For some people, in the right circumstance, this stuff comes quite naturally - I've written before about how tasks we could define as "care" can merge with the natural teamwork that takes places within a partnership or family. But people and family dynamics vary hugely.
This doesn't mean that people can't or don't learn new skills - people often do. But if they can't, you're looking at a very miserable carer and very poor quality of care.
And that's plain old innocent aptitude. There are loads of families - there are elements of this within my own - where there's a great deal of talk of love, charity beginning at home, doing anything at all for one's nearest and dearest, but a complete lack of action or support when help is really needed. Some people find illness in others irritating and lose patience when their partner has a cold, let alone something more long-term. In fact - as anyone with chronic illness will have learned - many people just don't have the stamina for any kind of problem that goes on and on and doesn't have a simple solution and a happy ending.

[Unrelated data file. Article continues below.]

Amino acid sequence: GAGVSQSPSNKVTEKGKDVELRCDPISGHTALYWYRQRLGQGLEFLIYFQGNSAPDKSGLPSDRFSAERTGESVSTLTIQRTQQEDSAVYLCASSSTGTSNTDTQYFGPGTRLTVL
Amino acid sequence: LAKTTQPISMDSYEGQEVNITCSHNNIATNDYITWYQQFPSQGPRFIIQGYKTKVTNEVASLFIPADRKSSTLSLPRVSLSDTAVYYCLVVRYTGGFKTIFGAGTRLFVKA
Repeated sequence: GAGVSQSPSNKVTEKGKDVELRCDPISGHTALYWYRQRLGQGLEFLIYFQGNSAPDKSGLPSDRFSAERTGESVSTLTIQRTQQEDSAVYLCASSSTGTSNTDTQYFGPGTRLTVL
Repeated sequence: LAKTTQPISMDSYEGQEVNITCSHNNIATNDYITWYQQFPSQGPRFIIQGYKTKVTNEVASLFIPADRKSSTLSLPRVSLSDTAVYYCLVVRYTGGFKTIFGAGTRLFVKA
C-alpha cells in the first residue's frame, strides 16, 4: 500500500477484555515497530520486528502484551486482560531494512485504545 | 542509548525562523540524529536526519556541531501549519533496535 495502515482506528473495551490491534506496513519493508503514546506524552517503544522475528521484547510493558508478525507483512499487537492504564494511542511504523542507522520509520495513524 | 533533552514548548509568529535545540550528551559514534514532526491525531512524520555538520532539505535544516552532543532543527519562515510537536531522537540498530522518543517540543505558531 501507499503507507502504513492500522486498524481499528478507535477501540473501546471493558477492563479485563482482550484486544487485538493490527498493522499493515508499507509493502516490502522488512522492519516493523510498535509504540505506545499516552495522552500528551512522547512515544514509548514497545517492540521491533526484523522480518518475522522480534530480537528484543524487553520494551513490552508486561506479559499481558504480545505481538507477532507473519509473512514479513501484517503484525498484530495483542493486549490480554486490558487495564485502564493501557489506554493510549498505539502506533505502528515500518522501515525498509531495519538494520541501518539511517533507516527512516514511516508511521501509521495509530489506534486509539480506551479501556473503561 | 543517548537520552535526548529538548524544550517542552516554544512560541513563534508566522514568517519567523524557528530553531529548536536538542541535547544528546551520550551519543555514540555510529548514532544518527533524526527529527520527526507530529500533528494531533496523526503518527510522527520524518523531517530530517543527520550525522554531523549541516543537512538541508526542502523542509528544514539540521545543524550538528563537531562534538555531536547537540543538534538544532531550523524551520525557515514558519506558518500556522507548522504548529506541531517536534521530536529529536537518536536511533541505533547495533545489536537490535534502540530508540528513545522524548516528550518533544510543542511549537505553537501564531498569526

It would be great if everyone acted in the best interests of the people they love. However, when they won't, insisting that they should does no good to a disabled or elderly person (nor indeed, does reminding them that their family could function differently).